“Has that always been there?” my husband asks, noting some new structure on a familiar route.
“I think so,” I say, “but honestly I don’tknow for certain. It could’ve been there a long time.”
“It’s odd we didn’t notice it until now,”he remarks, which could be true, but maybe not. It is amazing what we canoverlook when we’re distracted or focused elsewhere.
I’ve thought about this a great deal overthe past few months as I have experienced some health challenges and wonderedabout the tests being prescribed, what they reveal, and what my doctors may ormay not be missing. It’s not a frivolous exercise.
According to How Doctors Think (Groopman, 2007), our physicians are often pushedto see so many patients and consider so much complex data that it is notuncommon for them to engage in something known as “anchoring.” Anchoring refers to “a shortcut in thinkingwhere a person doesn’t consider multiple possibilities but quickly and firmlylatches on to a single one, sure that he has thrown his anchor down just wherehe needs to be” (p. 65).
My point here is not to critique modernmedicine. If anything, I’m even more in awe of the number and complexity ofdecisions physicians have to make each day. Rather, Groopman’s perspective haschallenged me to consider how we all have a tendency toward these same ways ofthinking.
Charles Duhigg, Pulitzer Prize-winninginvestigative reporter, makes an excellent case for this in Smarter Faster Better. He describes “cognitive tunneling” in hisaccount of the crash of Air France Flight 447 in route from Brazil to France in2009. You may recall it crashed into the ocean without warning about four and ahalf hours after takeoff. It took nearlytwo years to find the site of the plane wreckage, but the black box eventuallyrevealed pilot error as the most likely cause of the crash, specifically,cognitive tunneling on the part of the pilots. Cognitive tunneling refers to “a mental glitch that sometimes occurswhen our brains are forced to transition abruptly from relaxed automation topanicked attention” (p. 77). Duhigg suggests that when we are in the grips ofan emergency or crisis, we are most likely to focus on whatever is directly infront of us, ignoring other important information. Although the pilots had all the informationthey required to save the plane in front of them, they appeared to ignore it infavor of one screen of information. Unfortunately, that one screen wasinsufficient and actually led them astray.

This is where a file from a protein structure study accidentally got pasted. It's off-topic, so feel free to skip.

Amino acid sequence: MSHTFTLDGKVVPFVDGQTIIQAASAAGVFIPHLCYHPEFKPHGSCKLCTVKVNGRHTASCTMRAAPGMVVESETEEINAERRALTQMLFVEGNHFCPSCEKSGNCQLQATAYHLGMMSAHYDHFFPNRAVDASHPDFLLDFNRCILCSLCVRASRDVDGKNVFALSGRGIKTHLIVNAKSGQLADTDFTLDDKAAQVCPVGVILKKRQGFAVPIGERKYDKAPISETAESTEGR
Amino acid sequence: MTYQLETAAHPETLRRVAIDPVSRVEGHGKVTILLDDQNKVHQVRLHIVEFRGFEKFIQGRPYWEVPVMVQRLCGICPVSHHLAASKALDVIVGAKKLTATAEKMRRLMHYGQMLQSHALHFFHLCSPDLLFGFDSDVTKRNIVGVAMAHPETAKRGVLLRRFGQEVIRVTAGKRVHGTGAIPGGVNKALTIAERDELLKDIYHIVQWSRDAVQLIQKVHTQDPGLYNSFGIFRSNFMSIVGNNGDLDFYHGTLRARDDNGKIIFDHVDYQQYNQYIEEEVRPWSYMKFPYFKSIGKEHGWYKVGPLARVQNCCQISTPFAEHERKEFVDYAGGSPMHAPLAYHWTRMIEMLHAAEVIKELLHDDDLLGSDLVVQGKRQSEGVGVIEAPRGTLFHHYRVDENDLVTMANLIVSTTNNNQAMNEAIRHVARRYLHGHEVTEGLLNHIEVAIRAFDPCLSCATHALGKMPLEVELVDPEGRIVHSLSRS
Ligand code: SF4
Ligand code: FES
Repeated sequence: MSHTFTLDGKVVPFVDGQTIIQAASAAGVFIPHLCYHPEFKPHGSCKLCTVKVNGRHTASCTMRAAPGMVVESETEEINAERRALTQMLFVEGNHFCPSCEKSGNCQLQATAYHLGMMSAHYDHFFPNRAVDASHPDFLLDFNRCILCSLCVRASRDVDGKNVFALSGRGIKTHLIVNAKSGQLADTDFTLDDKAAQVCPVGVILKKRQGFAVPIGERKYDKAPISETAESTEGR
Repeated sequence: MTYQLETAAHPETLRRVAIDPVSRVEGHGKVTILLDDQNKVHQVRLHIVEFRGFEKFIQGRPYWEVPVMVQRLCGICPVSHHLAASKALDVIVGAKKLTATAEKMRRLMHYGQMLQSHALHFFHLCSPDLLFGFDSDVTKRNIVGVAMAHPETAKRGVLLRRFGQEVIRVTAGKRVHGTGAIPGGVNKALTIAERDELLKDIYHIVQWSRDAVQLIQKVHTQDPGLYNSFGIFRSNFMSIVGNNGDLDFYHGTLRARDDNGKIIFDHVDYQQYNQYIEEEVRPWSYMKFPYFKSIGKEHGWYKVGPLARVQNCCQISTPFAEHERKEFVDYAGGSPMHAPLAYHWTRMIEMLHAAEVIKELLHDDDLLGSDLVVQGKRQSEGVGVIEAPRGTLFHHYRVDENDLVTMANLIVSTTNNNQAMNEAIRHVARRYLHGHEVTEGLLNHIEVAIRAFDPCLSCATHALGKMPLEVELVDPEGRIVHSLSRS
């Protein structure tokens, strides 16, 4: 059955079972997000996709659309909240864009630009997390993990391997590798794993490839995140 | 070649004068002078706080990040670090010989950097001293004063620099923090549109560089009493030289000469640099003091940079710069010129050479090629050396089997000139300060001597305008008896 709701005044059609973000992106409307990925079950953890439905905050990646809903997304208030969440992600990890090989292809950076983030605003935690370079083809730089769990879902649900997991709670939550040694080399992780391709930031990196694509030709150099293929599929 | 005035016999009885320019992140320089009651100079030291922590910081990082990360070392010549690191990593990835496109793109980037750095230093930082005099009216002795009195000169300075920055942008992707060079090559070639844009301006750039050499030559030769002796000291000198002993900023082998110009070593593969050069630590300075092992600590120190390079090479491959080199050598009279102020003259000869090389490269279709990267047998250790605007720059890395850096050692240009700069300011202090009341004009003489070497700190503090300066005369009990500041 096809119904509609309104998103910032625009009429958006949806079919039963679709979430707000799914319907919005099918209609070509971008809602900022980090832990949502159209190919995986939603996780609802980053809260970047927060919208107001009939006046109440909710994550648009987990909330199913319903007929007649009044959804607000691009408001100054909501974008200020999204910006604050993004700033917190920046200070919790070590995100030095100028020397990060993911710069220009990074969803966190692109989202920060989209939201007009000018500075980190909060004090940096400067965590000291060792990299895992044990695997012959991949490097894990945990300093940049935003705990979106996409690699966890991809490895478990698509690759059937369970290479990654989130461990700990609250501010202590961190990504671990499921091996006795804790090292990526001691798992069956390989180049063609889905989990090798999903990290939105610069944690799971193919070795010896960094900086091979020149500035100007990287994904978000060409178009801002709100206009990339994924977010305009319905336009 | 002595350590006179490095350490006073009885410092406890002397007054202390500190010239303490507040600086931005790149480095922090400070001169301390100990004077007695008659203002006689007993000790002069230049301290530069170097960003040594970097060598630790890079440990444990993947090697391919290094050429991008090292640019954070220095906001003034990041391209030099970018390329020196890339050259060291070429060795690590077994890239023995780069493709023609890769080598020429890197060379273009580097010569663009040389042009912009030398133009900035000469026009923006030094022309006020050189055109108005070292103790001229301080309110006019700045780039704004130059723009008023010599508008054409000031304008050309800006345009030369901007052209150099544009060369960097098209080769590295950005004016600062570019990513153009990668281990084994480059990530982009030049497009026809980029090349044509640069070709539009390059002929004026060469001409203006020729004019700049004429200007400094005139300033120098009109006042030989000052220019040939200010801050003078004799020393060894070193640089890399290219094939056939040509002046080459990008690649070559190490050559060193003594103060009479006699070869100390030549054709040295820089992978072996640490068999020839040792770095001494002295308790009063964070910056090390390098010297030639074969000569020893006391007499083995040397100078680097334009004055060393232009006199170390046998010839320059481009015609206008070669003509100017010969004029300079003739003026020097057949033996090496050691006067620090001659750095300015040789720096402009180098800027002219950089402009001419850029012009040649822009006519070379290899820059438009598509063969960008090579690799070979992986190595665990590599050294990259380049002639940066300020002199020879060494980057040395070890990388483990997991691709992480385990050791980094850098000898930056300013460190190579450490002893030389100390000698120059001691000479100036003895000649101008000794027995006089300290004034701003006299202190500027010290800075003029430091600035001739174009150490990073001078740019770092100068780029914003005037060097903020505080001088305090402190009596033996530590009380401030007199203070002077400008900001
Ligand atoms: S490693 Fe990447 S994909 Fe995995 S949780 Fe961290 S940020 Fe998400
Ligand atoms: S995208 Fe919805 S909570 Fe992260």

It troubles me to think I could be missingsomething important when I’ve been helping a client or trying to solve adifficult problem. And yet I know it’s possible. I wonder, “Did he mentionthose details earlier? How did I overlook that particular dynamic in an earliersession? Have I minimized the impact of her anxiety?”
What kept me for recognizing anotherperspective? Perhaps it was because I was so focused on one aspect of theproblem, I failed to notice important details.
There are many ways to jog ourselves out of cognitive ruts. Curious (Leslie,2014) and the authors mentioned above offer some strategies. Given the number of complicated issues confronting us each day – at home, at work and in our community, it might be helpful to recognize our tendency to “anchor” and “tunnel.” Life seems easier when we indulge in this sort of reasoning, but for complex problems, these kinds of thinking are rarely sufficient.
Dr.Jennifer Baker is the founder and Director of Good Dads. She is also a clinical psychologist at Lutheran Family & Children Services and can be reached for comment at firstname.lastname@example.org.